After a series of disappointing performances in the early nominating contests and on Super Tuesday, retired neurosurgeon Ben Carson conceded to supporters on Wednesday that there's not a "path forward" for his Republican presidential bid, news first reported by the Washington Post. Accordingly, the candidate will not attend the GOP presidential debate in Detroit, Michigan on Thursday.
"I do not see a political path forward in light of last evening's Super Tuesday primary results," Carson said in a statement following the Post's report. "However, this grassroots movement on behalf of 'We the People' will continue."
A campaign that fizzled: Carson earned no more than single-digit support in most contests Tuesday night, picking up only three delegates, for a grand total of eight. Frontrunner Donald Trump, meanwhile, has earned 319 delegates, followed by Ted Cruz at 226 and Marco Rubio at 110.
But Carson isn't withdrawing from the race just yet. Instead, as the Post reported, he plans to address the future of his campaign during his Friday speech before the Conservative Political Action Conference in National Harbor, Maryland.
While Carson briefly led the polls in Iowa and eclipsed Trump for the national lead, his campaign faltered amid mounting doubts about his foreign policy acumen and his truthfulness in recounting key details about his biography.
Still, Carson retained a loyal following among some evangelical Christians drawn to his mild-mannered, plain-spoken social conservatism. Though his chances of securing the GOP nod evaporated long ago, he garnered 9% support in the most recent RealClearPolitics national polling average — placing him slightly ahead of Ohio Gov. John Kasich.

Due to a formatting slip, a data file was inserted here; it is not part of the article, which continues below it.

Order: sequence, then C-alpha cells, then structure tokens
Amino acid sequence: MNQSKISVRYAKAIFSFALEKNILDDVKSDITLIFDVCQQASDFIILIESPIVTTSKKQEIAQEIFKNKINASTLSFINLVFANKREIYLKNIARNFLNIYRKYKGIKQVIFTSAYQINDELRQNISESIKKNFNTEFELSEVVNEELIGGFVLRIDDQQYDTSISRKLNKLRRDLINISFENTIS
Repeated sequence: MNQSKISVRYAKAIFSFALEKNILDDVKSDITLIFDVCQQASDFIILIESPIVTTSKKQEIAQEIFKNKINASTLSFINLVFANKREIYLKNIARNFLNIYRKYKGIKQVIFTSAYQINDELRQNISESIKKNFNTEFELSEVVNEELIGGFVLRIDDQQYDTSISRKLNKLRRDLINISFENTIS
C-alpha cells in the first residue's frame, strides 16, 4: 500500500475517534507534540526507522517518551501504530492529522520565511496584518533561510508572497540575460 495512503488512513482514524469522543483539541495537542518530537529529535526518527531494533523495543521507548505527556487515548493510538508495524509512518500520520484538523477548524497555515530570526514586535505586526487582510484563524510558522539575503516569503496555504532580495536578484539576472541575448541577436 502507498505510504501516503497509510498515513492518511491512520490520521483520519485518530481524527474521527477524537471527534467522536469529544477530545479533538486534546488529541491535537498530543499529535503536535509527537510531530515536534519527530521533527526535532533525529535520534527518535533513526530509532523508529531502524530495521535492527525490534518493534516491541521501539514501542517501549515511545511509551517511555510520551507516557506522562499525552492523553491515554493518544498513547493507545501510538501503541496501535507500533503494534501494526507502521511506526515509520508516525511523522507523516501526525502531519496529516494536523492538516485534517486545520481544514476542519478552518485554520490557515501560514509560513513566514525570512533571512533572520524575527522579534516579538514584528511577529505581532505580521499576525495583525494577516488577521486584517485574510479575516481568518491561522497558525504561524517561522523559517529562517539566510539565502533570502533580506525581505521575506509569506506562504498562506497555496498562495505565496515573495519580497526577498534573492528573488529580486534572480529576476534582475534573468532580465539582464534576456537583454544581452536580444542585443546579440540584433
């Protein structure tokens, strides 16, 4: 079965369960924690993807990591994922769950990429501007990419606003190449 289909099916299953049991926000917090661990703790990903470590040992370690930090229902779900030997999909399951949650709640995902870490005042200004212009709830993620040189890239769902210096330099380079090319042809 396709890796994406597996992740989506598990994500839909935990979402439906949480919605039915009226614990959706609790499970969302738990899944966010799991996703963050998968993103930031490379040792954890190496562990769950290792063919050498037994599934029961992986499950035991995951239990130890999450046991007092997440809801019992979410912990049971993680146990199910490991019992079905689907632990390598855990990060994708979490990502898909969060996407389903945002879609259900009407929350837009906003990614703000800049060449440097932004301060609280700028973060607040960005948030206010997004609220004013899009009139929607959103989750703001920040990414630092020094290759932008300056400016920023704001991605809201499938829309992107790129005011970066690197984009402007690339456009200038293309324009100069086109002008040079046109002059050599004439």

Where will Carson's supporters go? While Carson's religious conservative constituency would seem ripe for Cruz's picking, it's not clear that his effective withdrawal from the race will boost the Texas senator.
Trump has shown surprising but persistent strength among evangelical voters, beating Cruz among that bloc in the crucial South Carolina primary and in several Super Tuesday contests. And there's been bad blood between Carson and Cruz ever since Cruz's campaign falsely claimed on the evening of the Iowa caucuses that Carson was set to quit the race and that the neurosurgeon's supporters should caucus for Cruz.
At any rate, Trump's growing delegate lead and his polling strength in the coming contests mean that his remaining rivals will have a hard time dislodging the candidate Carson once threatened to upset.